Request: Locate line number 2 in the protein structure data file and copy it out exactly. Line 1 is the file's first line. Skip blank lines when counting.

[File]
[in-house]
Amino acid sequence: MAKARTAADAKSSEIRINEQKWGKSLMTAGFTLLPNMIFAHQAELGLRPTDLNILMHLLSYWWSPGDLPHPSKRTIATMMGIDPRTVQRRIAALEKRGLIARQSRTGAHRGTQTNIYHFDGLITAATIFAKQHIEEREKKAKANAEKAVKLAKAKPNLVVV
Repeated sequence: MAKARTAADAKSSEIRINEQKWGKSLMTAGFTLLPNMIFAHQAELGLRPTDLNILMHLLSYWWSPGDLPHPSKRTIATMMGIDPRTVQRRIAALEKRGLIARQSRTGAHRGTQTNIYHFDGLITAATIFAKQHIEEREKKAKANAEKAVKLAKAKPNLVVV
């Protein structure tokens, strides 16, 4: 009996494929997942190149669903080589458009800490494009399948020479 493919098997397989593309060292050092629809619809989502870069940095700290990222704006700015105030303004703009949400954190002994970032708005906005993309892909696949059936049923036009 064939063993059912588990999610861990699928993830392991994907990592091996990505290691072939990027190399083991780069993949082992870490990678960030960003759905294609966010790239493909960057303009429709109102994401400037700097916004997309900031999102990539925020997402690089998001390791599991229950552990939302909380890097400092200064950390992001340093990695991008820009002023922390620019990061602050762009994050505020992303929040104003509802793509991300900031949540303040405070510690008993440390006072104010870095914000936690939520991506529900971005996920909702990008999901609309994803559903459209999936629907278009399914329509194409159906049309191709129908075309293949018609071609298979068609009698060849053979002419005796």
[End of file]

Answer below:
Amino acid sequence: MAKARTAADAKSSEIRINEQKWGKSLMTAGFTLLPNMIFAHQAELGLRPTDLNILMHLLSYWWSPGDLPHPSKRTIATMMGIDPRTVQRRIAALEKRGLIARQSRTGAHRGTQTNIYHFDGLITAATIFAKQHIEEREKKAKANAEKAVKLAKAKPNLVVV